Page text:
My repository holds a relatively small quantity of legislative records. However, "Working Together to Manage Digital Records: A Congressional Archives Perspective" struck me as interesting, and I'm glad I chose to attend it. Key takeaways:
  • A growing number of Senate committees are hiring their own archivists, and this practice is producing noticeable improvements in the management and preservation of committee records.
  • In an environment characterized by intense work and rapid turnover of staff at all levels, stressing to managers that good records management is essential to efficiency and productivity is often more effective than stressing that records management is a legal obligation.
  • Archivists working in Congressional offices are using a variety of tools that could be of use to in a variety of settings: Robocopy and RichCopy (no longer supported) for file copying, DROID for file format identification and checksum generation, JDiskReport for determining how much space files and directories take up on hard drives, PstScanner for analyzing e-mail archives, and Kernel for e-mail processing.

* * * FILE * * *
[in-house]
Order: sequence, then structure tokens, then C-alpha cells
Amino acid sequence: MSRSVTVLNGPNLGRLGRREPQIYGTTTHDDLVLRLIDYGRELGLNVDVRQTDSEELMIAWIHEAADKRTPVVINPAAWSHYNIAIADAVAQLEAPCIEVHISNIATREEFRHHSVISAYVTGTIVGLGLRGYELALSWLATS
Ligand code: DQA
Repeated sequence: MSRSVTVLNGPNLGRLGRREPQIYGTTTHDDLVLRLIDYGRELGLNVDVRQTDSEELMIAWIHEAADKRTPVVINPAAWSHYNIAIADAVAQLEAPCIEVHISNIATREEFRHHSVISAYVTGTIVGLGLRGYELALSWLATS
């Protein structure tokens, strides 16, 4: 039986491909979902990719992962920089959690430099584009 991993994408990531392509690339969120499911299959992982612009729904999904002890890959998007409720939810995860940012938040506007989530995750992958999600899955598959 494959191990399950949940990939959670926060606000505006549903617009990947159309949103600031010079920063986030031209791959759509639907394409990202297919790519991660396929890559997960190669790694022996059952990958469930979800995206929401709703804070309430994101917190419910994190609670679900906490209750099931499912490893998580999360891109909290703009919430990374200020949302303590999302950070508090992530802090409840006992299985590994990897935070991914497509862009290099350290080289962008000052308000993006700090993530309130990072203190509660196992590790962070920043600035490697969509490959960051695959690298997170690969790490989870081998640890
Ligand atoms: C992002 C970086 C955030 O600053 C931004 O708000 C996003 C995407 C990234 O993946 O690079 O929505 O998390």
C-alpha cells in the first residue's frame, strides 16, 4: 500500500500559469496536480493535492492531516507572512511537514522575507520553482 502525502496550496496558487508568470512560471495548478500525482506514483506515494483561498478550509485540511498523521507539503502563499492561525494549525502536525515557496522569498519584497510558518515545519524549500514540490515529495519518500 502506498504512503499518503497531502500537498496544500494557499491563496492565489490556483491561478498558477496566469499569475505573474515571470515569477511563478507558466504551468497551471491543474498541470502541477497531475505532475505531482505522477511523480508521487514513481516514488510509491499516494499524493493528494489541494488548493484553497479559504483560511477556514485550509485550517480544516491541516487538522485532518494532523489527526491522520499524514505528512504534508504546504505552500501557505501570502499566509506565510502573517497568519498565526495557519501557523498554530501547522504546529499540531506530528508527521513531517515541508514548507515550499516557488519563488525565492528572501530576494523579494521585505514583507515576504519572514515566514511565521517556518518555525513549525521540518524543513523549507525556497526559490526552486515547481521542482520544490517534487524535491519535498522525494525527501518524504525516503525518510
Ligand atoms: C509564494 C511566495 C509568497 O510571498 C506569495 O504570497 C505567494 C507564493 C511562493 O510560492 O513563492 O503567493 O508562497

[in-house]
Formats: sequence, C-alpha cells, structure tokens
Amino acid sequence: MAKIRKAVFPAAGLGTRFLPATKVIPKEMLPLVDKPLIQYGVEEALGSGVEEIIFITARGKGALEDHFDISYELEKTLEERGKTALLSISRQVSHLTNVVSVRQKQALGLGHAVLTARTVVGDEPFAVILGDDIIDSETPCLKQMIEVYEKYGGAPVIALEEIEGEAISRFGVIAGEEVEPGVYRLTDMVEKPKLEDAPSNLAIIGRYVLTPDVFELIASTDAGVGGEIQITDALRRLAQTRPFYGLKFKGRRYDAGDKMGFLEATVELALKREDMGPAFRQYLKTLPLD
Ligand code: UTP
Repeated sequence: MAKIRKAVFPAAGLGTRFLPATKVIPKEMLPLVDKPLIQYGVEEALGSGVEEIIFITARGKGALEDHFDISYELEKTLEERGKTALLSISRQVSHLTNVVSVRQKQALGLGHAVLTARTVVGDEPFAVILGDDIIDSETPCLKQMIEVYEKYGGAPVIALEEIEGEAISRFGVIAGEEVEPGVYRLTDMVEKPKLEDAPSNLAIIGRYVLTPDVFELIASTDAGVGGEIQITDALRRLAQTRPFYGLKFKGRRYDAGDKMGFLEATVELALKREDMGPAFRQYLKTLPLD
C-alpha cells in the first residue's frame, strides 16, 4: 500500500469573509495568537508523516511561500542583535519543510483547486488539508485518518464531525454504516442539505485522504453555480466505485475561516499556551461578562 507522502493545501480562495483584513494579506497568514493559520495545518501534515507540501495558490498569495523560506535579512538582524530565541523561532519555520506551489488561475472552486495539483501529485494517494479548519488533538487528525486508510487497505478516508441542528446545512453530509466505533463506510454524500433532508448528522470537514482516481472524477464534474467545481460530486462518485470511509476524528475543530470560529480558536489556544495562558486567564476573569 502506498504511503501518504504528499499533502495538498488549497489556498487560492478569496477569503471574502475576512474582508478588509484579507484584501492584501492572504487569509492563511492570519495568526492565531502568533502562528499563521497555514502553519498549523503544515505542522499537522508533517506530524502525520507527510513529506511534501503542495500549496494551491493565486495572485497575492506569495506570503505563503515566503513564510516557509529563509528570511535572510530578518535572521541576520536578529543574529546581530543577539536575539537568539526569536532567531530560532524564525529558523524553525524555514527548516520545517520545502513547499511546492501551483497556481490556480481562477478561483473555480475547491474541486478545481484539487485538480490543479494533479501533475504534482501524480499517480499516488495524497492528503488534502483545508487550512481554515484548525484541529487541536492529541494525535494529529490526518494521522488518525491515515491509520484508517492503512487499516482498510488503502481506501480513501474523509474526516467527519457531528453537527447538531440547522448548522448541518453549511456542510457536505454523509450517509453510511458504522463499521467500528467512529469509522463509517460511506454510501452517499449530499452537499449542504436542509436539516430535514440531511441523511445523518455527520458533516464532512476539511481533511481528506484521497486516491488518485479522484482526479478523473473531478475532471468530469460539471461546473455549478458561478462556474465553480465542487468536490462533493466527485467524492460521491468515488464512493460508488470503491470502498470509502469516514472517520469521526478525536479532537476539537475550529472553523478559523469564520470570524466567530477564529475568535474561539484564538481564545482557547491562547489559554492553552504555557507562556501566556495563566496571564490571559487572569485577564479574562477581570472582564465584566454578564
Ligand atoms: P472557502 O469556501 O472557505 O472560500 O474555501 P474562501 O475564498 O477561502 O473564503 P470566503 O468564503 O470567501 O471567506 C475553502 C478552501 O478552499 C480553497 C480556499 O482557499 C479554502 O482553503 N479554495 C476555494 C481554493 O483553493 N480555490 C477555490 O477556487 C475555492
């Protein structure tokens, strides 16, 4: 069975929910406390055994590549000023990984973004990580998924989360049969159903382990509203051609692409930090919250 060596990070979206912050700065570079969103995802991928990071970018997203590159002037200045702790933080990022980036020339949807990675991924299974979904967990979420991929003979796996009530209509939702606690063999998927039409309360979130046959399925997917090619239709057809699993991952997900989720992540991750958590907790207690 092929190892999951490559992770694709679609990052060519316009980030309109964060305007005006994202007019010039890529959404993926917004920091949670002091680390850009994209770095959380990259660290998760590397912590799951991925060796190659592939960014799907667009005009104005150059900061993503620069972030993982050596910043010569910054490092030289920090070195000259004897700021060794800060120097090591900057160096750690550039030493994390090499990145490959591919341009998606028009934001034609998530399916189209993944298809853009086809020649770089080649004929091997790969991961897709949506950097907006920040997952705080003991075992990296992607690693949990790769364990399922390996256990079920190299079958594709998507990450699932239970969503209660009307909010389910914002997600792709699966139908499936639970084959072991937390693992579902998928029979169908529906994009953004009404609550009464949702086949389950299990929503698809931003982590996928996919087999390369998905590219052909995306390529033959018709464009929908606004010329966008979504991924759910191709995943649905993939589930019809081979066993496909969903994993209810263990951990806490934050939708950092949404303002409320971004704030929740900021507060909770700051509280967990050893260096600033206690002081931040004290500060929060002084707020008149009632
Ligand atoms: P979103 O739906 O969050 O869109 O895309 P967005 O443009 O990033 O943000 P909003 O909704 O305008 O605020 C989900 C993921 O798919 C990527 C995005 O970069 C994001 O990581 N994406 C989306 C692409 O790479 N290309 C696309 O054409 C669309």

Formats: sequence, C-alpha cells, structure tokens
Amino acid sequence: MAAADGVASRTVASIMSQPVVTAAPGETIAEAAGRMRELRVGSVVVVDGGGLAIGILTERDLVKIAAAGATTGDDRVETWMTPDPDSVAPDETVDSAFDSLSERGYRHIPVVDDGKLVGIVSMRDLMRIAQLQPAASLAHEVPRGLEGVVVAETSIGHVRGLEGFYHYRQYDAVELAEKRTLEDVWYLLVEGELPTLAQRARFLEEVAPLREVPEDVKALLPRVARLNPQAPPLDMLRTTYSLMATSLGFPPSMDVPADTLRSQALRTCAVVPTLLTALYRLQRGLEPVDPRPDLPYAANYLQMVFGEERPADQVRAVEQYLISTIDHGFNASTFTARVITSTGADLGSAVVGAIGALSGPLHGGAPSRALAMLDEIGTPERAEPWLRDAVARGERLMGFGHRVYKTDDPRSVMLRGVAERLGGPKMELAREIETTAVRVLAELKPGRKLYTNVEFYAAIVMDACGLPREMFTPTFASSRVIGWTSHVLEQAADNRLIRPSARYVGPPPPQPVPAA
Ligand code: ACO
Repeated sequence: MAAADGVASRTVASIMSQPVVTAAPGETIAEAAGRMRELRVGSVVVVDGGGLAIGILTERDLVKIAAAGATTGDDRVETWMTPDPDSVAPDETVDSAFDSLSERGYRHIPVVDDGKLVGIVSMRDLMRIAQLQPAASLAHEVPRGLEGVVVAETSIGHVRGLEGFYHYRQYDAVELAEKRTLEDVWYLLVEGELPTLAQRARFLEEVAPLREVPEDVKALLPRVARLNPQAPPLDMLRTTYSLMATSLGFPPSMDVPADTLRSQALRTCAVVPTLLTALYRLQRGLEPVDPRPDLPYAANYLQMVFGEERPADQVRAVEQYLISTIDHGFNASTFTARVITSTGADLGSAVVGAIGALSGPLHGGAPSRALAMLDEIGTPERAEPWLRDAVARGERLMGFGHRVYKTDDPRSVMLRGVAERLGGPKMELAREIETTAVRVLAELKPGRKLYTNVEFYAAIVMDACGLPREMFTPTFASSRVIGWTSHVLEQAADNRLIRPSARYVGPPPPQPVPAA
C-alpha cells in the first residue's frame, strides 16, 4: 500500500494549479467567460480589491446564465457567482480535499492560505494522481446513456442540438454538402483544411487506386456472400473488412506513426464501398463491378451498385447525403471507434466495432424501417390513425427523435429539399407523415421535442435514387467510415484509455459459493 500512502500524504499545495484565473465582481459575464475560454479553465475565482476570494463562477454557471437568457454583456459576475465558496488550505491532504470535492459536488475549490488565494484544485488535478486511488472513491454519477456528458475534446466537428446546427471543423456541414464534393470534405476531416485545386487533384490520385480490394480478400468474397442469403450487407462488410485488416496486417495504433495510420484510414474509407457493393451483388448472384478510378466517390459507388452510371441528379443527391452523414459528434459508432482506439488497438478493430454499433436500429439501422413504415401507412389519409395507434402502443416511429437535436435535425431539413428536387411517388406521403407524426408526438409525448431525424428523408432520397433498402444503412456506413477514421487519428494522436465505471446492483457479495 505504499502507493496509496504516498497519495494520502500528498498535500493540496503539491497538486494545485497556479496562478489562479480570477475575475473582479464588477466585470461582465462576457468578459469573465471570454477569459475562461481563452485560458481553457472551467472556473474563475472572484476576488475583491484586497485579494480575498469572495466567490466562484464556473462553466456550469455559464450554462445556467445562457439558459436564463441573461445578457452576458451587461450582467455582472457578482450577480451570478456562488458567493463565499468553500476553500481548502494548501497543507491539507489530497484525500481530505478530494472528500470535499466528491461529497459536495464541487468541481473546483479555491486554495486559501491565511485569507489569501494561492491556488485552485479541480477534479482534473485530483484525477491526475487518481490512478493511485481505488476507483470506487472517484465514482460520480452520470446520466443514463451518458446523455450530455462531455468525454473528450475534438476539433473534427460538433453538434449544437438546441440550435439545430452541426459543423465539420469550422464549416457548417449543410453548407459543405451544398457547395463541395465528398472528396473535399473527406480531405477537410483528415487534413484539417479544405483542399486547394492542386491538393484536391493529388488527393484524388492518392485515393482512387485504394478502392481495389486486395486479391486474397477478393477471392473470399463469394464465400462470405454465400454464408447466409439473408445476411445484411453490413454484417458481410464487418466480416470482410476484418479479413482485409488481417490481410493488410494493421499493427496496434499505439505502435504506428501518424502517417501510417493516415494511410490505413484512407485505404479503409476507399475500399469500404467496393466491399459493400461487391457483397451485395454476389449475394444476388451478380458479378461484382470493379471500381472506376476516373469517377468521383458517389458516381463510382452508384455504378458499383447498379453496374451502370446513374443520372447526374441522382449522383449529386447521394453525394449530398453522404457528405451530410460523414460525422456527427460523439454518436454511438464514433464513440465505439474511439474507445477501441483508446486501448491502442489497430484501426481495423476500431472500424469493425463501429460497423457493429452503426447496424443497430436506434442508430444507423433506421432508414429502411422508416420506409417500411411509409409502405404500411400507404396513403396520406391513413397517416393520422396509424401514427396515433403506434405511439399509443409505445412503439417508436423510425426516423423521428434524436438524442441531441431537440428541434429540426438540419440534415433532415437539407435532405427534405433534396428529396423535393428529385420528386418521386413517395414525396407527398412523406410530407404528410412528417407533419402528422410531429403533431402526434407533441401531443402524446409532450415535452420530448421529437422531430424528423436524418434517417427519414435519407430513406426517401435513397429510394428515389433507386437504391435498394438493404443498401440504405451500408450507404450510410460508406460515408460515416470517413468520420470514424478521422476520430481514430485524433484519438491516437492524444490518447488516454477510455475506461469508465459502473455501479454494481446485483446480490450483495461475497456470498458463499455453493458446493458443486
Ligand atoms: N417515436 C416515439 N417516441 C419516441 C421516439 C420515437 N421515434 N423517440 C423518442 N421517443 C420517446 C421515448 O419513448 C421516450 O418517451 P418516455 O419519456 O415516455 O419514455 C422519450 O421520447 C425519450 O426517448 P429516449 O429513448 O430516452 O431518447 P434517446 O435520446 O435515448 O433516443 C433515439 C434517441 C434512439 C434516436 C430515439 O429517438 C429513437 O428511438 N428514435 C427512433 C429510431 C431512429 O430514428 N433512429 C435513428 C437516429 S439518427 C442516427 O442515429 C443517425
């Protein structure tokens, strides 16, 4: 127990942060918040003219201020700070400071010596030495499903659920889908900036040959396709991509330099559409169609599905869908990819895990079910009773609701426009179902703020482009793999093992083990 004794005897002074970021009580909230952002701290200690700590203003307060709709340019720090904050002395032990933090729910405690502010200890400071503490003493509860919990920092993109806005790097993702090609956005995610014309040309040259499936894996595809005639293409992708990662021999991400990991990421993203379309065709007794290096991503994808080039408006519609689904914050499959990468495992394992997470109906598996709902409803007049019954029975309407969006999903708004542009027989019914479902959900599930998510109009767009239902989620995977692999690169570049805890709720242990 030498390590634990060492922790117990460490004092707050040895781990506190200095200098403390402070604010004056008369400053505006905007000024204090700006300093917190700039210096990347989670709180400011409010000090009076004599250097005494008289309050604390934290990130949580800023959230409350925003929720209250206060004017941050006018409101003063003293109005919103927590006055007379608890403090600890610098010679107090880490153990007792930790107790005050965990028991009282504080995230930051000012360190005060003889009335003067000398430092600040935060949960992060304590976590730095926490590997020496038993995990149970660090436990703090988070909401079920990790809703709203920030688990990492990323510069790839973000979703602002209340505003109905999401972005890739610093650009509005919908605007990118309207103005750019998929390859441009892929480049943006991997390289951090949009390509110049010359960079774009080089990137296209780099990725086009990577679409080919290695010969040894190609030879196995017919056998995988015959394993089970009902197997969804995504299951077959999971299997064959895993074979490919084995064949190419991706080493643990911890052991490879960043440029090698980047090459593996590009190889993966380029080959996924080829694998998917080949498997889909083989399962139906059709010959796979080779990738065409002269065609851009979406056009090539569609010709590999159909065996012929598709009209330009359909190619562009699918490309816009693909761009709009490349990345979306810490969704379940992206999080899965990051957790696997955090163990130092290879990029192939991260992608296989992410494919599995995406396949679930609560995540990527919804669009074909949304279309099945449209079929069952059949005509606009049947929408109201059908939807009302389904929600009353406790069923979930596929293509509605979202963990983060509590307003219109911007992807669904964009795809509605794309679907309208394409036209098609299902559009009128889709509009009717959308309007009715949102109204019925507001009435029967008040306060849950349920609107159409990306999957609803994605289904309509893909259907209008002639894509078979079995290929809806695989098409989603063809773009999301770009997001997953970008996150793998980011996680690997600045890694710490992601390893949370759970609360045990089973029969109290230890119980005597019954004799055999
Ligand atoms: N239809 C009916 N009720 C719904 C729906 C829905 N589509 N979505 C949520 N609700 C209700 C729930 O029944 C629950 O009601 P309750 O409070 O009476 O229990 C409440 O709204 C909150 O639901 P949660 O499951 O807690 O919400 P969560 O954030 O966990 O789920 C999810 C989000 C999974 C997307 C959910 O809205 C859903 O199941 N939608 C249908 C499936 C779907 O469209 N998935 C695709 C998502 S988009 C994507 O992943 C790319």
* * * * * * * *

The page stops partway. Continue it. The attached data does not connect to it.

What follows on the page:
• Archivists working in collecting repositories that acquire the papers of departing members of Congress need not only to find "the right person to talk to" but also to ensure that subordinate staff know that transfer plans have received senior staff approval. Given that most staff responsible for closing down a legislator's office are in the process of looking for other jobs, ensuring that such approval is conveyed to subordinates can be a real challenge.
  • The Congressional Papers Roundtable established an Electronic Records Committee in 2009. It brings together archivists and records managers who work with Congressional records at all stages of the lifecycle and has produced a series of case studies and step-by-step processing instructions that are likely of interest to archivists working with the records of state or local government legislators or other types of electronic records.